This week, I have guest author, Megan Beth Davies, to talk about one super helpful writing resource…a writing resource that’s so personalized to your story, it’s like you’ve created it yourself…because, well, you did.
Megan is a fantasy writer like myself, which naturally comes with a ton of planning (and some organization required). From world building to developing a magic system and all the ensemble characters in between, it can be tough to keep your head on straight.
Before I get too ahead of myself, I’ll let Megan explain what exactly it is that I’m talking about…
What is a book bible?
A book bible, sometimes referred to as a series bible, is a document that contains all the important information for your book. Writers use book bibles at different stages of their writing to gather all their thoughts into one place and keep a record of everything they may need to know as they work through their book or series.
When should I use a book bible?
I start my book bible when I am plotting and outlining my novel, using it as a sort of brain dump for all the information I think I want to include. Then I use it as I go through edits to add or remove things that may have changed while drafting.
When the book bible is final, it should be used as a reference point as you go back over the book and writing further books in the series to check details that may have been missed, like important elements of a character’s backstory or travel times staying the same from location to location.
The primary aim of a book bible is to ensure you keep continuity throughout.
What should I include in my book bible?
First, you want a section for your characters. Who are they? What makes them unique? How do they develop? What relationships do they have with the other characters? Remember to outline their arcs, and you could even create family trees if your setup is more complicated.
Then you want to define the world. Things like physical descriptions (tropical paradise or frozen tundra?). Make a note of what languages are spoken there and include a glossary of most used words you may want to explain, especially if it is a made-up language. You will want to establish religion, history (including myths & legends) and politics. Also, what is popular culture like? What do they wear? Is there magic in the world, or technology, or both?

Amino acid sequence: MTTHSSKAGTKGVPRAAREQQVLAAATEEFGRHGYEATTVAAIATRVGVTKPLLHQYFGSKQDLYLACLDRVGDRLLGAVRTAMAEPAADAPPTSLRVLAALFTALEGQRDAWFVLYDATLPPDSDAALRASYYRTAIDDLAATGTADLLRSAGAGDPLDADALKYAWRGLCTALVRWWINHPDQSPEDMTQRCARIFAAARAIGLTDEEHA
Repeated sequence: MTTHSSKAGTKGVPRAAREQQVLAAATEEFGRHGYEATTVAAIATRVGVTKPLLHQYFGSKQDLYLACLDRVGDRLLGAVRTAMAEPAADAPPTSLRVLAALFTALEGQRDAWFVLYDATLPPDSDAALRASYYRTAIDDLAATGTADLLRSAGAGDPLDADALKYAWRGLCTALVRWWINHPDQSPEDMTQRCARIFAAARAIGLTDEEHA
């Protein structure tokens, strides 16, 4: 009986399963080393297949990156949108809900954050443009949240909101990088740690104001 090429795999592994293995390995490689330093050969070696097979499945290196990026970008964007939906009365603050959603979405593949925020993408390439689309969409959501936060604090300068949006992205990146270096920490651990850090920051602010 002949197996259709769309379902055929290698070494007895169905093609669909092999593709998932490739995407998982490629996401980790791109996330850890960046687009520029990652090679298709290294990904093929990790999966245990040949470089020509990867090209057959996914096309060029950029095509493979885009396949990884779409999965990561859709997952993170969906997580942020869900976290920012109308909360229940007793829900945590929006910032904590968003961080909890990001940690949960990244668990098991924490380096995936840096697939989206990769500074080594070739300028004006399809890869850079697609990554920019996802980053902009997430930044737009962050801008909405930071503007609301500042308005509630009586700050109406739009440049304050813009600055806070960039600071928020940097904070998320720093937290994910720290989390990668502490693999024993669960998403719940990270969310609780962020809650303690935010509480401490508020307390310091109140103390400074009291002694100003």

Remember, even if you are not writing fantasy, there will be some elements of world building to your novel. Is it set in a different place in time? In a different country? Even if you set your novel in your hometown, most people won’t know it as well as you do, so you will have to build that world in their imagination.
Lastly, for those plotters and plantsers out there, I like to include a story outline in my book bible. Just a synopsis and plot overview including any key beats, foreshadowing, plot twists and themes. That way I have something to reference and put me back on the right path if I get stuck in the drafting or editing phase.
Do you have a template I can use?
We will very soon! When The Writer Community website launches in February, we will have a template for the ultimate book bible that you can print off and use. Follow @the_writer_community to stay updated.
More about Megan:
Megan Beth Davies is writer of fantasy and folklore with a generous helping of romance. She grew up by the wild English sea, reading old fairy tales by Brothers Grimm, Hans Christian Andersen and Andrew Lang. She studied languages, classical literature and ancient history through her school years, inspiring a lot of what she writes today. She writes tales that transport the reader to another time and place and speak to the heart.
Megan lives with her partner and cockapoo in a hundred-year-old Edwardian house on the South Coast of England. When she is not writing, you will find her reading, hosting historical dinner parties or practicing yoga (albeit badly).
She is currently working on her debut fantasy novel. If you want to join Megan on her journey, you can follow her on Instagram, Twitter and sign up to her newsletter.
The Newbie to Novelist’s Book Bible:
I had considered sharing an example of my book bible with this post, but then talked myself out of it because…well, massive spoilers. But Megan highlighted some key components to include and I can’t wait until The Writer Community website goes live for the template.
I will note that I use Scrivener when I write, and there are a ton of built-in features for you to create a book bible with ease––notably the notes section which can compile all of your research, outlines, and other book bible related resources in one location. Also, the toggle split feature allows you to work on two separate pains simultaneously, which means your book bible is always on hand!
Thanks for reading, and now go write!
If you found this post useful, let me know in the comments below. Message me with any content you would like to see in the future!
3 thoughts on “Creating A Book Bible: With Guest Author Megan Beth Davies”
thank you so much